Obviously everybody hits it long now. I think that's the difference. I'm not a huge guy, but I'm 6', 200 pounds. You'll get a guy, I'm not ripping on any small people, you'll get a guy that's 5'5" hitting it right next to you. Everybody's in condition, better shape, they work out. I do, too. It's just everybody has gotten bunched in there.

I haven't looked at that driving stat lately. If you jump up four or five yards, you make a big leap. Except for the top guys like Bubba Watson, JB Holmes, Tiger, those guys way out in front of everybody, everybody else is jammed in there from that 285 to 295 range. It shows me that everybody hits it about the same distance give or take a few yards.

It's just the nature of the game. Education is better for us players. The reps are coming out here and educating us more about how we can get more distance by lighter shafts, swing speed, ball speed, launch angle. Back in '96, none of that some of that was around but not in the aspect it is now. It's just changed a lot in regards to educating the players on how to hit it further.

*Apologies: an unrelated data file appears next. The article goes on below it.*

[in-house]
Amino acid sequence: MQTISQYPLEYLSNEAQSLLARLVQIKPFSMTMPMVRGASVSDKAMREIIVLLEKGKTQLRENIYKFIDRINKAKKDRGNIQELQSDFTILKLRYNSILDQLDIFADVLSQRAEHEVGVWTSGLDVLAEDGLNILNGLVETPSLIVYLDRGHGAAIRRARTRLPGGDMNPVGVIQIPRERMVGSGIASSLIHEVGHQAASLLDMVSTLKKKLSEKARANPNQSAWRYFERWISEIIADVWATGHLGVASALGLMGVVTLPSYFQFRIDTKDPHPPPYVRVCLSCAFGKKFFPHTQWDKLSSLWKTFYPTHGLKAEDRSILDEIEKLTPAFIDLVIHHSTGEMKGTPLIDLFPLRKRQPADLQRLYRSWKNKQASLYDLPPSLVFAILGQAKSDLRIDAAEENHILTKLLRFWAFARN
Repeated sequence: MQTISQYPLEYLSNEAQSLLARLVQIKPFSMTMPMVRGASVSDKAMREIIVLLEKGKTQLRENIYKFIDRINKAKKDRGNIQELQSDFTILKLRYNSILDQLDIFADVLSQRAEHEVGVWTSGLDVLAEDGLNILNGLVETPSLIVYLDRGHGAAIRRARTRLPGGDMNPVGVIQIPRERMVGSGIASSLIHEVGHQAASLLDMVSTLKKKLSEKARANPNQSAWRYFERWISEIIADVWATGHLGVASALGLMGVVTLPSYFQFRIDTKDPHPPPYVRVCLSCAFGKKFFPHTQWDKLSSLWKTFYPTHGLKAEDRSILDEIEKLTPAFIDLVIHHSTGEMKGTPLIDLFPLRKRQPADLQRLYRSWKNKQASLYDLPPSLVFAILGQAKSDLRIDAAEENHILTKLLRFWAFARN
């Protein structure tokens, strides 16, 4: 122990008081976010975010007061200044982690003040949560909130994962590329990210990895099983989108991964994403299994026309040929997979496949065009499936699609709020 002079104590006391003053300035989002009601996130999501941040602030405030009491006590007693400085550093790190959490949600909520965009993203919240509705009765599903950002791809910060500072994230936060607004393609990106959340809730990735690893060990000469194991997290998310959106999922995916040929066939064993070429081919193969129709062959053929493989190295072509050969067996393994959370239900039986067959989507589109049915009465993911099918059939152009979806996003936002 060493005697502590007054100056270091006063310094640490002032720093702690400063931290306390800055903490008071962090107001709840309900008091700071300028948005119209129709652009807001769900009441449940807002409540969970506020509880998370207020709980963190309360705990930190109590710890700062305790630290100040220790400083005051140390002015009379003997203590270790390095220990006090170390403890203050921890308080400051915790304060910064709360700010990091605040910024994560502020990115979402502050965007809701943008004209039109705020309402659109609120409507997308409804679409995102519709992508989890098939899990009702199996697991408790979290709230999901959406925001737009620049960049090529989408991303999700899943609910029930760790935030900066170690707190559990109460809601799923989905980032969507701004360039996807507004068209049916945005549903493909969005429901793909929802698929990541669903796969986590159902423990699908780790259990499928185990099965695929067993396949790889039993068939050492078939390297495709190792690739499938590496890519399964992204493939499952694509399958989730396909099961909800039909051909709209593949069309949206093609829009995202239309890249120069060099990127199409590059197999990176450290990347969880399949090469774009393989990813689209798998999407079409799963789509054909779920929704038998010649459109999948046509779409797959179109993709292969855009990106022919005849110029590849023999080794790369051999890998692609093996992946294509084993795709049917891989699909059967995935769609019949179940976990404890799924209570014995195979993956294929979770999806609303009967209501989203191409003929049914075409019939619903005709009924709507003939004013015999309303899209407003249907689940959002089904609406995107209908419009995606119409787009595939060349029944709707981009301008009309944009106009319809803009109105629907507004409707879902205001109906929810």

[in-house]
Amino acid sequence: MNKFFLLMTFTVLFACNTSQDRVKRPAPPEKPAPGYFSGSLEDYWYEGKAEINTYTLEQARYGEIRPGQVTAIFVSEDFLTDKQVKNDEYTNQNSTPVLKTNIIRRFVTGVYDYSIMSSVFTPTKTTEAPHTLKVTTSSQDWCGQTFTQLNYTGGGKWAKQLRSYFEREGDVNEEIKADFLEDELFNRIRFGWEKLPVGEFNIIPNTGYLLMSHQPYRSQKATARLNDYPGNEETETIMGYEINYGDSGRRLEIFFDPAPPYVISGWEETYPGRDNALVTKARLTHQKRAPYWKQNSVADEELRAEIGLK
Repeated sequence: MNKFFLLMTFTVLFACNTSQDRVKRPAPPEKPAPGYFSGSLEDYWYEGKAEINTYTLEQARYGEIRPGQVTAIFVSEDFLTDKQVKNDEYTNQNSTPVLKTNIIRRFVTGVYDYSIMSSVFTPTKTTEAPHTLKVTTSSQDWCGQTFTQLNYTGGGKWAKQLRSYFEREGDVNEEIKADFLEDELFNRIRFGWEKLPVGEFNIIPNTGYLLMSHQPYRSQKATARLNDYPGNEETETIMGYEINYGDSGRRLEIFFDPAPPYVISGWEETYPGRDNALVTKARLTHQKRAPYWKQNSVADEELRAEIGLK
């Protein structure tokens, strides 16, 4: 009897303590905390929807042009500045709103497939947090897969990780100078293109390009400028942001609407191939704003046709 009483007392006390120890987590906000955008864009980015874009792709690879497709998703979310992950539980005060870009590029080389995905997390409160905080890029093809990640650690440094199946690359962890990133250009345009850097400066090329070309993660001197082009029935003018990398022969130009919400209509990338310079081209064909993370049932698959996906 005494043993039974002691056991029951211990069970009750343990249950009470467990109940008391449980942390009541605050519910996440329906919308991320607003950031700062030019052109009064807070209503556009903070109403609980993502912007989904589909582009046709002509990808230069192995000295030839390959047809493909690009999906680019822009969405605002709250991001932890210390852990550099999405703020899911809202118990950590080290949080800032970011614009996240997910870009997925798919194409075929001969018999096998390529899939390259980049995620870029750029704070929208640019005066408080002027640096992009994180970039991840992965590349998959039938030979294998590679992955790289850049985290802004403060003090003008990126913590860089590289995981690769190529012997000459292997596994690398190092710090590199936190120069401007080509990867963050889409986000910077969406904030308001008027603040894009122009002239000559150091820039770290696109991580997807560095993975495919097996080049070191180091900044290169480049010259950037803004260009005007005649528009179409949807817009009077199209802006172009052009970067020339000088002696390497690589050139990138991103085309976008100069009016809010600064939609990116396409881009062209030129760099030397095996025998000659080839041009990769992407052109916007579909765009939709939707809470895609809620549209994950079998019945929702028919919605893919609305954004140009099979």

Q. When is the last time Nicki caddied?

STEVE STRICKER: She's always itching to get back to caddie. She'll probably do it one or two times this summer. She always likes to do it in Milwaukee. It's close to home. We have a lot of help with the kids and everything. She's already hit me up for the Masters next year, too. She wants to caddie for there.

She really misses it. She's a competitive person. I think she feels that desire to win when she's out there on the bag, that she doesn't get to do much of any more because she's a mom. She's at home most of the time.

Q. Did you think about doing it for this one, 10th anniversary?

STEVE STRICKER: No. Just the fact we have a month and a half year old child now. She's at home with her hands full. Just wasn't practical.

Q. Harrington came in yesterday saying he was wiped out. Guys are fatigued. You some to have been energized by how well you played last week. Can you talk about where you are physically?

STEVE STRICKER: I went home for a couple days. I got back out here late last night. I think I needed to do that. It was good to get away, go back home, get back into reality, changing diapers, being at home.

But I do feel energized. I'm still tired. I think everybody who played last week, made the cut, is still tired. I feel good about myself, about what I've done the last just in seven tournaments this year. I'm kind of a little bit of both: I'm tired, but I'm excited to be there, excited to play again.